Posts from November 23rd, 2014

Who’s That Lady?

November 23, 2014

The Man Repeller Writer’s Club set a brief titled ‘(Not Too) Cool for School’ to write 500 words on one of the most valuable lessons learnt during school, and one that wasn’t written in the books.

I think for a lot of experiences in life, it is through hindsight that we see clearly and understand what we have been taught and how we have grown. In reflecting upon my own school experiences and in remembering the mindset I had at that time, it is at once a little funny and a little heartbreaking to see how much older I felt than I really was.

Anyhow, I call this piece of writing “Who’s That Lady?”

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Who’s That Lady?

Inhabiting a chaotic cosmos of hormones and peer pressure, a teenage girl often thinks she is light-years more grown up than she is. During my own adolescence, I was no exception to the trend for a warped sense of one’s own maturity.

In my family I was the only girl, and my three brothers were much older than me. So by the time I hit puberty, it was just me and my mother living together. And we did everything together. Imagine a blonde, British version of the Gilmore Girls and you pretty much have us. We would meet for coffees after school, discuss who we had crushes on, and spend our weekends going to art-house cinemas and sitting in bookstores, poring over philosophy books and travel guides until closing.

I was ten years old when my mother was first sick, and it was during the first year of my A-Levels when I was seventeen and-a-half that she died of metastatic breast cancer. Feeling as though the ground had been swept from underneath my feet, my method of coping was to embrace my independence wholeheartedly. As well as continuing with my education full-time, I worked part-time as a waitress, and stayed living alone at my family house. I wanted to ace my exams, earn my own money, and prove to everyone that I could cope spectacularly on my own. Walking between my house, college, and work, I would listen to the Isley Brothers’ “Who’s That Lady?” and feel like one badass chick.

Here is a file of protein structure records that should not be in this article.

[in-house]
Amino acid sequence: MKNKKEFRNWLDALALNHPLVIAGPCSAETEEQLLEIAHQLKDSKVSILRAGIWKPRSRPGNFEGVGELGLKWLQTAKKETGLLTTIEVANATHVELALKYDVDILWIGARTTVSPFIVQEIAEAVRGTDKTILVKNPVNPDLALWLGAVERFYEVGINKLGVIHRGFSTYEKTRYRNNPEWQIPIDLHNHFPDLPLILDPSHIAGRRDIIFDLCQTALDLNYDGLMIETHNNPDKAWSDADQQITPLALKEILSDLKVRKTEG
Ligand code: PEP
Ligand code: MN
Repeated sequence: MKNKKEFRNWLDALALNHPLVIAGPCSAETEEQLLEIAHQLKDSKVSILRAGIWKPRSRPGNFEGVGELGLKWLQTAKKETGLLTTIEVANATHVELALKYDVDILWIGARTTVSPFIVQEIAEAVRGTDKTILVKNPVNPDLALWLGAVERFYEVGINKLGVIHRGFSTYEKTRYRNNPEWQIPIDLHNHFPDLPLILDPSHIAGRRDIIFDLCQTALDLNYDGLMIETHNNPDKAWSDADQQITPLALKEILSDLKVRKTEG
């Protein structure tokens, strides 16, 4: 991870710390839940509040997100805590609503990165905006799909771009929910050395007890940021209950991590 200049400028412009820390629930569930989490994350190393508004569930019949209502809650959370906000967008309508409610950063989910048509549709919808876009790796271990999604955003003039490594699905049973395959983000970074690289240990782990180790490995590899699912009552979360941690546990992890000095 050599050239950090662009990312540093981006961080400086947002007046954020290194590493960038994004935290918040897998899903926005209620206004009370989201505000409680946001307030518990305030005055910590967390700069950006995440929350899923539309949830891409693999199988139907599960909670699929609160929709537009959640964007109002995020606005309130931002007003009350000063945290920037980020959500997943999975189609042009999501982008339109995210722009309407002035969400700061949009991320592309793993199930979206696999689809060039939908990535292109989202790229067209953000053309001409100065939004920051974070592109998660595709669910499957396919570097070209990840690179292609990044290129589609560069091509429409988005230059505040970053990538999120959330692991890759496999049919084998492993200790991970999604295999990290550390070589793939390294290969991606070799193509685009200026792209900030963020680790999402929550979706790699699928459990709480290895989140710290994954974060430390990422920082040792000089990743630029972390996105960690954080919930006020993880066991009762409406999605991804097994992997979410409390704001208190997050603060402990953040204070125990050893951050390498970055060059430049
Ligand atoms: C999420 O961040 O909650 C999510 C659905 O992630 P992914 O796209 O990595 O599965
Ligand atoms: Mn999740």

While I studied hard, in classrooms I felt increasingly distanced from my peers. I struggled to relate and imagined that my classmates lived lives that were infinitely more sheltered than mine. I revelled in independence but at the same time envied the simplicity and comfort I assumed they had. All sorts of frustration and emotion swam inside of me, and frequently my mind orbited way outside of the classroom. In coming to terms with death at that age, my sense of what mattered became awfully dry and extreme. And so any time somebody in class complained about something trivial or acted like a brat, I wanted to feel so angry at them for not “getting it.”

But, somehow, I couldn’t.

My gut surprised me and told me that there was a blurry bigger picture that I would one day understand and see clearly.

Firstly, I realised then that it wouldn’t serve me to be envious of others and how I presumed their lives to be; besides, you never know what another person’s personal life is really like. Secondly, I sensed that to live with a chip on my shoulder about the pain I felt was only going to have a negative affect on me and my experience of the world.

But when I reflect on the awkwardness I felt sharing a learning space with others my age at that time, I wish I could have seen that I was in fact the same age as everybody else. I hadn’t become a woman overnight like I thought I had. Following astral lines of thought is fun and being self-sufficient feels great, but, I have learnt since that being a woman requires much more: the ability to lean on others, as well as to love one’s self unconditionally like a mother would.

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